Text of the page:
It’s hard to believe, but it’s here. No, I’m not talking about the day that my students in History of Pennsylvania get to take their second exam. It’s Opening Day for the 2011 Major League Baseball season.
Now anyone who really knows me knows that I am an avid baseball fan. When I lived in Houston, I attended a few Opening Day games. The most memorable was in 1994 with a group of history graduate students from the University of Houston. I was the only female in the group (big surprise there), but I also was the only one who knew how to complete a scorecard. Yes, you read that right. Barbara Bush and I do have something in common–we both keep score when we attend baseball games (we also have something else in common in that we both know the 41st President of the United States, but she has known him a long longer than I have and under different circumstances–and I know he remembers her, but he certainly doesn’t remember me). It really wasn’t that memorable a game; I do recall that the Astros won in extra innings, but I don’t remember the final score–mainly because I wasn’t there when the game ended. See, I had a Monday night class that semester (my final semester in graduate school), and Opening Day was a day game–so I left after 9 innings to get to class on time.
Two other thoughts…first, about completing the scorecard. When I was younger (back in the dark ages, when we wrote on slates, carried our lunches in metal pails…well, not quite THAT long ago), I used to keep score when watching baseball games on television, when playing Strat-O-Matic, when playing dice baseball…keeping score was just something I did while watching baseball or playing baseball games (which is slightly different from actually playing baseball). I even would calculate batting averages, earned run averages, etc.; the math of baseball always fascinated me. For me, then, completing a scorecard at a baseball game is almost like a ritual; it’s something that provides an historical record of what I saw at that particular game. Second, the opening of the baseball season is a sign of a new beginning, one that means even the Pittsburgh Pirates (who have not had a winning season since Barry Bonds patrolled left field) have a chance to win the World Series.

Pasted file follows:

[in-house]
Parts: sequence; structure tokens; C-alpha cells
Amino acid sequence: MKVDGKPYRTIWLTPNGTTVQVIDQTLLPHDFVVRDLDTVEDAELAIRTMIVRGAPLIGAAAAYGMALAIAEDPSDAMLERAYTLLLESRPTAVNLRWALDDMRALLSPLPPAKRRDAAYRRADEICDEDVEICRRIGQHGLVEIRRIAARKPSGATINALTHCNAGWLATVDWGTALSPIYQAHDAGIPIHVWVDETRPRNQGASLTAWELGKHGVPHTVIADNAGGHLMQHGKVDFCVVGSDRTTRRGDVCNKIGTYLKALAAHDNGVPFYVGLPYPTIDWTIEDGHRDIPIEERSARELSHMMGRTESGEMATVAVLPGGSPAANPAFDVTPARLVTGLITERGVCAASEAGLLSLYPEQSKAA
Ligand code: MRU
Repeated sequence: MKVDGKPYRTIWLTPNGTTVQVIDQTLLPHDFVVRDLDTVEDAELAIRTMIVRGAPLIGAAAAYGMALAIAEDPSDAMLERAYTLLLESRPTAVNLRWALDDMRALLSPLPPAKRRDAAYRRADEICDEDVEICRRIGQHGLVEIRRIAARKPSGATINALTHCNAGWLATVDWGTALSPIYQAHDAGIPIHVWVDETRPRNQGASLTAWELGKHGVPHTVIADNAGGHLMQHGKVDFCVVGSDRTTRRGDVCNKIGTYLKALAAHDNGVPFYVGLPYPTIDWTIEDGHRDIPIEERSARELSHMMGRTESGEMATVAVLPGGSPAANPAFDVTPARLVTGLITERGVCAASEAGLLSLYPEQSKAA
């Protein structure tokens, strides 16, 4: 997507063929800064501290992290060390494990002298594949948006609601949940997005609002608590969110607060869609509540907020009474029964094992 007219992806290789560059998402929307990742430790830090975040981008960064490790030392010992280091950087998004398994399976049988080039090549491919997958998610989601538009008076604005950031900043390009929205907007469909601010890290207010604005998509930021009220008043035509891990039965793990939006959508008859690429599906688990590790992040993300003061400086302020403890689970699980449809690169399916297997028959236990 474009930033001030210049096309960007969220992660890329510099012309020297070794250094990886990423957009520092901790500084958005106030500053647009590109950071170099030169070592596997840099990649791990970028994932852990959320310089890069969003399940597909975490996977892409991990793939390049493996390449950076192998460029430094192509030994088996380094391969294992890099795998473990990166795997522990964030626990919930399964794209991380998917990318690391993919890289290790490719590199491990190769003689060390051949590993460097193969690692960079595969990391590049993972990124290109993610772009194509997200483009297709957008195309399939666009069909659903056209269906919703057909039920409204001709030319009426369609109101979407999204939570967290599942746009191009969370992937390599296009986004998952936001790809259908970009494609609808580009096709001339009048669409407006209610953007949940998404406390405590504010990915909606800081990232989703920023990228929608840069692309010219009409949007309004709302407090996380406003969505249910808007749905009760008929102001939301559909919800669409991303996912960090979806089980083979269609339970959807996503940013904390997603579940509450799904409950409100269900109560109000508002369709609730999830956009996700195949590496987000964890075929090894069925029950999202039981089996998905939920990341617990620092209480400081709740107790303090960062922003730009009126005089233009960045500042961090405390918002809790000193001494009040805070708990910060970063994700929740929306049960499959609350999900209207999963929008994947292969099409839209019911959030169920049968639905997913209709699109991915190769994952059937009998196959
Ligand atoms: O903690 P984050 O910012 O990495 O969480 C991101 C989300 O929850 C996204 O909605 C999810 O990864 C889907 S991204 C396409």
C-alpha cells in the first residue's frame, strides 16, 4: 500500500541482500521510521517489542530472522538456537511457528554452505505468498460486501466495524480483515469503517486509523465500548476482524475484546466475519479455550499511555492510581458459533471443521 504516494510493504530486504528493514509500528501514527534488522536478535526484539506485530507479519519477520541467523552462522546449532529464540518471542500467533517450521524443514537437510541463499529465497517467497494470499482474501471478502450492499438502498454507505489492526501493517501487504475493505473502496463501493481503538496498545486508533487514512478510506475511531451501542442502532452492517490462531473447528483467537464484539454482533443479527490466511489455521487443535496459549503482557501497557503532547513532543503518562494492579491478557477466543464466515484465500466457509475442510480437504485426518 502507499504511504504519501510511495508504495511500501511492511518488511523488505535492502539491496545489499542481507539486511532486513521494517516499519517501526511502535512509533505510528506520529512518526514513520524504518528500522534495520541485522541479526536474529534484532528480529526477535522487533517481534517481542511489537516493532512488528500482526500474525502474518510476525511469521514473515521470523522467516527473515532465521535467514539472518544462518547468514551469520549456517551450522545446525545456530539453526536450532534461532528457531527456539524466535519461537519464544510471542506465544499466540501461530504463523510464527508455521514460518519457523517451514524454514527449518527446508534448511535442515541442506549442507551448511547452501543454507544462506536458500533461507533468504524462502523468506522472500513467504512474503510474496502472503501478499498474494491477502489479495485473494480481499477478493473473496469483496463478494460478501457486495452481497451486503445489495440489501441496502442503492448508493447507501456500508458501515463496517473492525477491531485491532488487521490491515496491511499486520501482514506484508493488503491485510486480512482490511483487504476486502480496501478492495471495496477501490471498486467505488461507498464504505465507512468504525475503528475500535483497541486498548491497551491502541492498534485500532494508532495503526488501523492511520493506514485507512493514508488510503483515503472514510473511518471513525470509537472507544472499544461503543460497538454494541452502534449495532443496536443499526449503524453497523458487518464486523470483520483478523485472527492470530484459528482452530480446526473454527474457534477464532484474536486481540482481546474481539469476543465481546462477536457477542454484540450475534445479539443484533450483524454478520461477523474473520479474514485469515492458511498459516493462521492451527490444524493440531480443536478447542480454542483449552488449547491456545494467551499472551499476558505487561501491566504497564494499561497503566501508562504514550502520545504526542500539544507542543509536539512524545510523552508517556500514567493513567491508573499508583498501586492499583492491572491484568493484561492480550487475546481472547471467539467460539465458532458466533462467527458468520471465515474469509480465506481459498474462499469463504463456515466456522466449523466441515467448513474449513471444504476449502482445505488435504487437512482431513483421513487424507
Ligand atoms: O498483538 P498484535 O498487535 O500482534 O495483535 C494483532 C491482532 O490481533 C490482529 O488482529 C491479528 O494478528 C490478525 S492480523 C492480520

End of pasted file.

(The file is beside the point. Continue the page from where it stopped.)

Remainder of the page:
So to me, it’s time to play ball. And, for anyone who cares…I follow the Red Sox in the American League and the Phillies and Astros in the National League. I have never seen the Red Sox play in person, but I have seen the Philllies and Astros play each other at the Astrodome (I can’t recall how many Astros games I have seen at the Dome or the Juice Box, aka Minute Maid Park). And, if most of the projections hold true…I’ll really enjoy watching the World Series this year.